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Patients with ALS, a rare neurological disease, can feel overwhelmed when diagnosed with the disease. This article outlines questions that you can ask your doctor to get a deeper understanding of the disease and your treatment options.

Patients with amyotrophic lateral sclerosis (ALS), a rare neurological disease, are characterized by a loss of motor neurons (nerve cells that control voluntary muscle movement).

If your family doctor suspects you have ALS, then you will be referred to a neurologist or an an ALS specialist.  It can be intimidating and nerve-racking to walk into the first appointment. Therefore, it is important to be fully prepared.

One good idea is to compile a list of questions for the doctor before you go. While you can get a lot of information online, your doctor can provide further clarification and a more in-depth understanding on things that might be difficult to grasp.

These are the following questions you should ask your doctor during your appointment

  1. What is ALS and what causes it? Ask the doctor to provide you with a brief overview of what ALS is and why it develops. While the cause of sporadic ALS is not known, the doctor can explain what genes might be contributing to cases of genetic or familial ALS.
  2. What are the symptoms of ALS? Chances are, the reason you are seeing the doctor is because you have already presented with some of the symptoms of the disease. However, as ALS is a progressive disease, it is important to know what other symptoms you are likely to develop as time goes on. Knowing which symptoms you will eventually develop will ensure you are not caught by surprise and can prepare ahead of time to manage those symptoms.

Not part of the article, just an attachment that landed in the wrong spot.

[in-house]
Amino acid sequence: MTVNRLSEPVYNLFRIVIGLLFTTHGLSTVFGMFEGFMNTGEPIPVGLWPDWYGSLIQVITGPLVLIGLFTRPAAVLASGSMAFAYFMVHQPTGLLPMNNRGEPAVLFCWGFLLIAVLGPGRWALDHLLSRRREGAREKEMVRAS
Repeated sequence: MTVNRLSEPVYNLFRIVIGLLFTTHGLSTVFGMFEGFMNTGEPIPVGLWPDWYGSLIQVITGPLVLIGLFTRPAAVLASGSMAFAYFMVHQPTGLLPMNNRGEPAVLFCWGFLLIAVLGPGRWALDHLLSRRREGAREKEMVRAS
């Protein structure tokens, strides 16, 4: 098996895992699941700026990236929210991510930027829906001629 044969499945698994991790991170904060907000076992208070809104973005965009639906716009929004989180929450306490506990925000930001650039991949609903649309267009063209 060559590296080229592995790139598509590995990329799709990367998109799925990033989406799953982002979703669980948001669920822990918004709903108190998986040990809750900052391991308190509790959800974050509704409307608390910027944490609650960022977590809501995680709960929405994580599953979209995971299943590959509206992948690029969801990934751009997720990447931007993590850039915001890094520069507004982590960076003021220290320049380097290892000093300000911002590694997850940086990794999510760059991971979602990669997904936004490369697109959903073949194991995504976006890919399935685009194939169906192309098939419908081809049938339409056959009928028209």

3. Does ALS affect thinking and the mind? It is important to know whether ALS might affect your cognitive thinking abilities. By recognizing that your thinking might be affected, you will be able to identify and pinpoint when your thinking changes and be able to seek help for it.
  4. What tests do I need to get done? ALS is a difficult disease to diagnose as there is not one single diagnostic test for ALS. Therefore, you will have to go through several different types of tests, including imaging and genetic tests, to determine whether you have ALS or a different type of disease.
  5. How should I prepare for these tests? Usually, you don’t need to do anything to prepare but it is important to know in case some tests require you to be fasting beforehand.
  6. What are the next steps? This is an important question as this will decide your course of treatment for the next many years. Next steps will include starting treatment on one of the FDA-approved drugs, perhaps starting a clinical trial, starting occupational or speech therapy and so forth. You will likely need a multidisciplinary team.